Best Parental Control Apps for iPhone & iPad – Tested in 2021Last Updated by Shauli Zacks on January 12, 2021
I’m a father to 5 kids, four of which have phones and tablets and range in age from 4 to 16. Instead of worrying about what they are doing on their phones all day, I decided to find out. I tested over 50 parental control programs and was surprised how many of them had little to no value on iPhones and iPad.
Some of the common issues I found could be blamed on iOS regulations while others were purely the fault of the software. The common issues included:
- No web filter on Safari
- Poor time-management tools
- Couldn’t block apps
- Kept crashing
- Slowed down the iPhone or iPad
I was only able to find a few parental control apps for iOS that worked well. In the list below you’ll find the top 5 apps that made the cut and performed the best in my tests.
Quick Guide: Rundown of the Best Parental Control Apps for iOS in 2021
- Norton Family: Customizable web filter, screen time limits, and unlimited child profiles
- Qustodio: Most Complete Parental Control Program for iOS
- Net Nanny: Excellent internet filter but the YouTube Monitoring feature doesn’t work well
- Kaspersky Safe Kids: Strong web filter but you have to use the Safe Kids browser
- Bark: Great for monitoring social media but doesn’t give real-time alerts
5 Best Parental Control Apps for iPhone and iPad in 2021
- Customizable web filter
- School Time feature prevents distractions
- Real-time location tracking
- Unlimited child profiles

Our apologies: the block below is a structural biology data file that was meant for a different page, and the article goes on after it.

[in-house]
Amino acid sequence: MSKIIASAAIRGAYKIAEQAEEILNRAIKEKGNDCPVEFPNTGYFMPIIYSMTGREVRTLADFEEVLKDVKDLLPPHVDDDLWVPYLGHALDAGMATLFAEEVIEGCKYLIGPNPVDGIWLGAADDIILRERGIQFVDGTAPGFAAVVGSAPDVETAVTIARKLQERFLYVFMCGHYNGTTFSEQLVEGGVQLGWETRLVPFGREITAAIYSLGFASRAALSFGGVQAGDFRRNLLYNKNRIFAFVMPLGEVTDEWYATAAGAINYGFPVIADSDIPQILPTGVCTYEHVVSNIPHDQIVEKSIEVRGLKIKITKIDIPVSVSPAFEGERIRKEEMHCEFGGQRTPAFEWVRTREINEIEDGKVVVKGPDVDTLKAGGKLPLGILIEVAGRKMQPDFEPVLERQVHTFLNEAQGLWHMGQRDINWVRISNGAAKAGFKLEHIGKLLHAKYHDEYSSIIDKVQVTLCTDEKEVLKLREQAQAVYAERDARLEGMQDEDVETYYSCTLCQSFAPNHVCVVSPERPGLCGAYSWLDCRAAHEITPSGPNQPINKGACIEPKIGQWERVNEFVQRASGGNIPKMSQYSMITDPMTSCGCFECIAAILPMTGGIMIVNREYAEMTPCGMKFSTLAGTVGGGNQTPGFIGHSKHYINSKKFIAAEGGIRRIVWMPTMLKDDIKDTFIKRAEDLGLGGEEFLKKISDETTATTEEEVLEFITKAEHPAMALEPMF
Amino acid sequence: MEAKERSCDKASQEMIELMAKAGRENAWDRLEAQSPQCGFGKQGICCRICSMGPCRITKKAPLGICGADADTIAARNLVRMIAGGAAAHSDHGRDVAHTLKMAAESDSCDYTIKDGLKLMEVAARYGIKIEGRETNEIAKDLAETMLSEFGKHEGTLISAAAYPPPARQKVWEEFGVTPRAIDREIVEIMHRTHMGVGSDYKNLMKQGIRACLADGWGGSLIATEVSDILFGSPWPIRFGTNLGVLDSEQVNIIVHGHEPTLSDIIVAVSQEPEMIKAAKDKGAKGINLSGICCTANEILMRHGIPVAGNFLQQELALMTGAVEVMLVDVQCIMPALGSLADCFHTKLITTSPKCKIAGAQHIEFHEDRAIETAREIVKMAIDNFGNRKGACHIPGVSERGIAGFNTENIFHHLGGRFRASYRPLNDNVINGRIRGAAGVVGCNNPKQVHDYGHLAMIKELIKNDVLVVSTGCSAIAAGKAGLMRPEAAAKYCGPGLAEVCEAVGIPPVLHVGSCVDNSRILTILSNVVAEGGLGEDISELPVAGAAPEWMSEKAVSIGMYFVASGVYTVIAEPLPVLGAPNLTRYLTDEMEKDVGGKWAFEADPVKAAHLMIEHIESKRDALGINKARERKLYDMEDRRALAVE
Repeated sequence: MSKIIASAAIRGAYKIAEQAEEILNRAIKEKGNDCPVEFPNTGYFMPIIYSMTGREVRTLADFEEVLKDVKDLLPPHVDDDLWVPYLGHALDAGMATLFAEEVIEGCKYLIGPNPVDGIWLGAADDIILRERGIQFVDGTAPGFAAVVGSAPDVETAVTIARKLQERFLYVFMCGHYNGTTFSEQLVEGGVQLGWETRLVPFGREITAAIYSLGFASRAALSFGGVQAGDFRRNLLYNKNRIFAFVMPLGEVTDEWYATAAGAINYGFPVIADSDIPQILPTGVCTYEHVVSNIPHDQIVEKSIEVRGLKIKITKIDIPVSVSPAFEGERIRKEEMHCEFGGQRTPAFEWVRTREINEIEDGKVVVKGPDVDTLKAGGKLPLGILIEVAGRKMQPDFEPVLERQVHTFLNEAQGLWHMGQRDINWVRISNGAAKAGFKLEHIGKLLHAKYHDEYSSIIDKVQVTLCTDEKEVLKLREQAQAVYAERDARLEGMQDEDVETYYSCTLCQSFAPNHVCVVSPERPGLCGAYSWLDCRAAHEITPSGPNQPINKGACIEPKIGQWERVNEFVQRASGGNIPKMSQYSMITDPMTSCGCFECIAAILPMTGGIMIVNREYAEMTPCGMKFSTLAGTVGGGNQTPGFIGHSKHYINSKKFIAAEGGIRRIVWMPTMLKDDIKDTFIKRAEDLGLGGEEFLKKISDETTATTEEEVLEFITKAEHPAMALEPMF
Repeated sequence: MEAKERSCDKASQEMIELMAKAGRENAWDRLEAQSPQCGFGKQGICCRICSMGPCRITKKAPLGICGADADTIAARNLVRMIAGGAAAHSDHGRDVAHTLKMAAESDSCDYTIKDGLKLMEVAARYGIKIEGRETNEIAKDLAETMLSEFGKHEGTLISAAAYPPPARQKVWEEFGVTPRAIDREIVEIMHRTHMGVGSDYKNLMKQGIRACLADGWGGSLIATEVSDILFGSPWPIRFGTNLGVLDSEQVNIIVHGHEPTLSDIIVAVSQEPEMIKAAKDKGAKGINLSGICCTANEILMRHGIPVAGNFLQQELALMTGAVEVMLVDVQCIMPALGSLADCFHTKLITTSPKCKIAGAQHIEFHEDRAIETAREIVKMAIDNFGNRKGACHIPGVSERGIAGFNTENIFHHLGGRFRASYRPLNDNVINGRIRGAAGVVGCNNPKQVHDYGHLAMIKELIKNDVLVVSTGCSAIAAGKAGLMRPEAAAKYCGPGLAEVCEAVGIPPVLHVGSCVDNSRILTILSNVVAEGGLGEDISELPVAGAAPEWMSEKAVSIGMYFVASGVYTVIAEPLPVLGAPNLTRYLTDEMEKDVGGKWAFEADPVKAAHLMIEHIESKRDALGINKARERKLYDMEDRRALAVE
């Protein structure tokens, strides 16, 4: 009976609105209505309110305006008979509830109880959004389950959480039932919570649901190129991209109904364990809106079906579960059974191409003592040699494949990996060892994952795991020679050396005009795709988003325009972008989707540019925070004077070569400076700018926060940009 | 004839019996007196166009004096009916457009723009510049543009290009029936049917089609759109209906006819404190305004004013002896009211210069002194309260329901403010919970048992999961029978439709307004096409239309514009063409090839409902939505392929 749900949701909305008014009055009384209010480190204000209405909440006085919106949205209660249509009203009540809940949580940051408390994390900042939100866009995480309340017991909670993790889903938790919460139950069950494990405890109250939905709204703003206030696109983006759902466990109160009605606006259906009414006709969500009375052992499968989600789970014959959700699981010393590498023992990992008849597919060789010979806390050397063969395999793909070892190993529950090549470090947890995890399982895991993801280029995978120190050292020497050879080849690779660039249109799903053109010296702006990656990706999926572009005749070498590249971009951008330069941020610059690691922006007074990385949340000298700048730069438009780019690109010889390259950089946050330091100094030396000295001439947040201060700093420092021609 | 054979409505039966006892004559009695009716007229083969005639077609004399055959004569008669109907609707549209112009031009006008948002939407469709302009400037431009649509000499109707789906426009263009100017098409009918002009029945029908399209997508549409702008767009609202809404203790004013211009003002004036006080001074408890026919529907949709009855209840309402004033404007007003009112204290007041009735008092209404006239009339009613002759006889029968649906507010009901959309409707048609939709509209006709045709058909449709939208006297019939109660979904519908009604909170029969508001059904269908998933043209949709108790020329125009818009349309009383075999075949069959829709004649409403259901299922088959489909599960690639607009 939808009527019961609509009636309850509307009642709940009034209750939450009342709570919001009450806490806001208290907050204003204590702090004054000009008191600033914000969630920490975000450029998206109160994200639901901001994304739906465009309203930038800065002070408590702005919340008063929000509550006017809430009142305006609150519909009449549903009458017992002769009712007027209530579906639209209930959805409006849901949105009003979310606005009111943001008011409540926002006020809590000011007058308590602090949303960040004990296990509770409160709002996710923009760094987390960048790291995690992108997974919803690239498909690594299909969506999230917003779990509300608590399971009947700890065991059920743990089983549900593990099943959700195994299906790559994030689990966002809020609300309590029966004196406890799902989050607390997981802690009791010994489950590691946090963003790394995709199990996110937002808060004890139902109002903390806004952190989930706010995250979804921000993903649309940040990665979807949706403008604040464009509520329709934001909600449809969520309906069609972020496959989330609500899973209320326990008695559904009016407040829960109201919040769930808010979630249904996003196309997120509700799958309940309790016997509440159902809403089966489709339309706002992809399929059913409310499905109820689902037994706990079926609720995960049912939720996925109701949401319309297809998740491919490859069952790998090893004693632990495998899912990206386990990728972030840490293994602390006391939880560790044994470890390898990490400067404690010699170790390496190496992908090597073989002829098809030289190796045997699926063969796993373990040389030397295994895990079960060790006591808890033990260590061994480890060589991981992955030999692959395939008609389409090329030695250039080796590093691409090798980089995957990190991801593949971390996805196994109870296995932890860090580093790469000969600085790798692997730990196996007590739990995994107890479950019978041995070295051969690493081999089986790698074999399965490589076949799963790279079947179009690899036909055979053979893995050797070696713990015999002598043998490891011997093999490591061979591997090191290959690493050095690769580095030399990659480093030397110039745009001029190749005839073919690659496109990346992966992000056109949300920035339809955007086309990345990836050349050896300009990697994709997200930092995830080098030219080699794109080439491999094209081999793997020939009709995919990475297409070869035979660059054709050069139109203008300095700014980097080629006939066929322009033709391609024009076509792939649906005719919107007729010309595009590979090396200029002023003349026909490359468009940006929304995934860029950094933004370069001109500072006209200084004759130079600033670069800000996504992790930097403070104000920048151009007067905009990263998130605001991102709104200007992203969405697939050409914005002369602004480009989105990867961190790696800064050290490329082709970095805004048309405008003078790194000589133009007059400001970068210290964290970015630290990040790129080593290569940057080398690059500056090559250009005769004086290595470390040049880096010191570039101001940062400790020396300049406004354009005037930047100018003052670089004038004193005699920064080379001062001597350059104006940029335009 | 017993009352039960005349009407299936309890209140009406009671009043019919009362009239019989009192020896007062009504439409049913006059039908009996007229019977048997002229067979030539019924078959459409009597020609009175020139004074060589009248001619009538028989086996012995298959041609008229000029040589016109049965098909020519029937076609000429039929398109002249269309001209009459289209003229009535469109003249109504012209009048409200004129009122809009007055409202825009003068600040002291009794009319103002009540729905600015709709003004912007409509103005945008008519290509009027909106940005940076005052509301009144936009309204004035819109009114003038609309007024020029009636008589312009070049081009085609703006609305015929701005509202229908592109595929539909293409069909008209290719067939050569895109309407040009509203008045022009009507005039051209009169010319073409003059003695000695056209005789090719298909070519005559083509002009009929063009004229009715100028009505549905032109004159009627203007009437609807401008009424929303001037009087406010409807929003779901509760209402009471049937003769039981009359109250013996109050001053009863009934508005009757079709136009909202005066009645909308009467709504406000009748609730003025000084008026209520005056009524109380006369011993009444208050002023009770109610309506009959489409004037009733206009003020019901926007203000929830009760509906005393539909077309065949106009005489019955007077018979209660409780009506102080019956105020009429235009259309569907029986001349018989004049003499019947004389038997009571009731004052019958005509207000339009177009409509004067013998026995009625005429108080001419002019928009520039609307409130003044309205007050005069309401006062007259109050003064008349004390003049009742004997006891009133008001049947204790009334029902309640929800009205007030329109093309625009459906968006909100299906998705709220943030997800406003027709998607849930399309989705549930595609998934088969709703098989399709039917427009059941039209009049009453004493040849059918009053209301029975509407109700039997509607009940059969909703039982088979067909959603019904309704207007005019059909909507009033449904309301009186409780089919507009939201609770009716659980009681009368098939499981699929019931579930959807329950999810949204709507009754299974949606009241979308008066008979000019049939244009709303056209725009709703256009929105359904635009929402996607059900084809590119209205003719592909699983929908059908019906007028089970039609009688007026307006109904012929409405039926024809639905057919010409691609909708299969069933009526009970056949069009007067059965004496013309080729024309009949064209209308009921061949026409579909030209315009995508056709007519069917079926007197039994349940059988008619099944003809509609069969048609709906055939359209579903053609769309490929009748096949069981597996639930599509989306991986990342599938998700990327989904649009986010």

- Installs a VPN so it can bypass iOS monitoring restrictions
Norton Family is one of the few parental control apps that work well with iOS devices
and is more transparent than any other iOS monitoring app I’ve tested. It compiles a list of “House Rules” that let my kids know exactly what the app is monitoring, what types of websites they can go to and which are blocked, and how much time they can spend on their Apple devices.
I really like the flexibility of Norton Family’s screen time management tools. It allows me to set up a daily schedule for when the kids can be online and a time limit to prevent them from being on their iPhones or iPads all day. It would be a tremendous improvement if Norton Family added a time limit for each app, but for now, that isn’t an option.
Norton Family has a comprehensive web filter that limits or restricts websites based on 47 categories. I was able to choose which categories to block for each of my kids and set the monitoring level for each one as well.
The School Time feature can be activated when the kids are doing remote learning or homework. I was able to add specific websites that my kids need for remote learning or doing homework, and everything else was blocked. The time spent doing school work doesn’t count against the daily limit. This way, I know that the kids are focused on their studies and not just playing on the iPhone or iPad.